Though there were a few questions I would have liked answered and the gripe mentioned above,overall this is a riveting and interesting read which I would thoroughly recommend.
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0 of 1 people found the following review helpful
4.0 out of 5 stars absorbing but unsettling, 5 April 2013
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A 16 year-old girl goes missing without trace in southern Italy. This book follows developments through a number of years before the mystery is solved and justice is delivered. It begins like a cracking true-crime story but soon widens out into a study of the politics, geography and culture of Basilicata, a deprived and seemingly forgotten province near the heel of Italy. The author contrasts the warmth of the girl's family and most of Basilicata's inhabitants with the unedifying spectacle of power being misused by the small clique of politicians and Church officials able to wield it. He contrasts the beauty of the villages and countryside with the ugliness of Potenza, the provincial capital, where the power is concentrated. You do not expect true crime books to be joyous but I found this unsettling for unexpected reasons. It does go on a bit and I got impatient to get back to the story. For this reason I was tempted to rate it as 3 stars, but I have the feeling it will remain in the mind and perhaps even persuade me to visit Basilicata myself.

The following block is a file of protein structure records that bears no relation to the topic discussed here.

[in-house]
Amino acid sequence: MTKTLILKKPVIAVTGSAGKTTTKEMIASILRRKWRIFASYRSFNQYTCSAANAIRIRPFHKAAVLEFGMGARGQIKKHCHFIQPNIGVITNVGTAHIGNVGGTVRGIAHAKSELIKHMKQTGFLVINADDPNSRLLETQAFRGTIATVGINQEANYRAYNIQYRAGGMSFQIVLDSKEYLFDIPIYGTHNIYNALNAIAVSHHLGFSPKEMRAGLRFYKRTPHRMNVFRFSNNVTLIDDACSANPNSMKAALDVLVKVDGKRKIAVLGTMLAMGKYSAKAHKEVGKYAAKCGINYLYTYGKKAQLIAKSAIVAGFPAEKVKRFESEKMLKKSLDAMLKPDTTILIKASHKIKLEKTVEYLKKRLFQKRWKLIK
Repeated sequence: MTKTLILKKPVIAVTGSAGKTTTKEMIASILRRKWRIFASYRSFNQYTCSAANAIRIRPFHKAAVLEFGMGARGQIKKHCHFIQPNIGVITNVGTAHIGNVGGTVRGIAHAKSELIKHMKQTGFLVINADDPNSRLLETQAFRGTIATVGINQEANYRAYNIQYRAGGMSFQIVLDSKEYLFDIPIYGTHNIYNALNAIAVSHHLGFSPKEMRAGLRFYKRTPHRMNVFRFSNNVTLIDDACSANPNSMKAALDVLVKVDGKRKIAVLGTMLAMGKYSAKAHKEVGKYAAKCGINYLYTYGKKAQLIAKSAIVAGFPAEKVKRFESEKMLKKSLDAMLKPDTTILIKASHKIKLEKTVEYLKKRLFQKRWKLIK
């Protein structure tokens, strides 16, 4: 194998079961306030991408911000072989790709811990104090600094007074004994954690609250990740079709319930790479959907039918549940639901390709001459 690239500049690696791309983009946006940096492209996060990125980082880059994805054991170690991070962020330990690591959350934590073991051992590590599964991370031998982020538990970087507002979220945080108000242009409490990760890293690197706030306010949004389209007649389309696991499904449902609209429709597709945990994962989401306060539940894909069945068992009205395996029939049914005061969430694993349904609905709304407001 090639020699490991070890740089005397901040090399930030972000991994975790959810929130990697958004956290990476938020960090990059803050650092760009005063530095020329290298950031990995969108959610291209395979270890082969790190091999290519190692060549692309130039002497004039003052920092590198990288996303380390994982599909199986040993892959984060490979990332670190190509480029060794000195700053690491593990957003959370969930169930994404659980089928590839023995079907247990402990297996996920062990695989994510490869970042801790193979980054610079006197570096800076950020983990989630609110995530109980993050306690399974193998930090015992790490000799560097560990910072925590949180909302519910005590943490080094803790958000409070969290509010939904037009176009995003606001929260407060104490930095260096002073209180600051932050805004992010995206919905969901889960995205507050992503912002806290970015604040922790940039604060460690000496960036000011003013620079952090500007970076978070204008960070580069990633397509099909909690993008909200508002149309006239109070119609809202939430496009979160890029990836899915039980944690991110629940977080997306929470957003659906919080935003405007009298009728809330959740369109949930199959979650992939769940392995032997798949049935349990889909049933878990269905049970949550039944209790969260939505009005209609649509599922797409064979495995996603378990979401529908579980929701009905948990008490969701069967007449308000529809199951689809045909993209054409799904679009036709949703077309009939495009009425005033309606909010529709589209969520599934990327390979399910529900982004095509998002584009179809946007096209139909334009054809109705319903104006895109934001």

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0 of 1 people found the following review helpful
4.0 out of 5 stars Worth reading, 5 April 2013
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Interesting perspective of Italian culture and well told story, only exception is when the author drifts off to try to explain the Italian treatment of the tragedy that befell this innocent girl and the impact on her family.
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Blood on the Altar
Blood on the Altar by Tobias Jones (Paperback - 7 Feb 2013)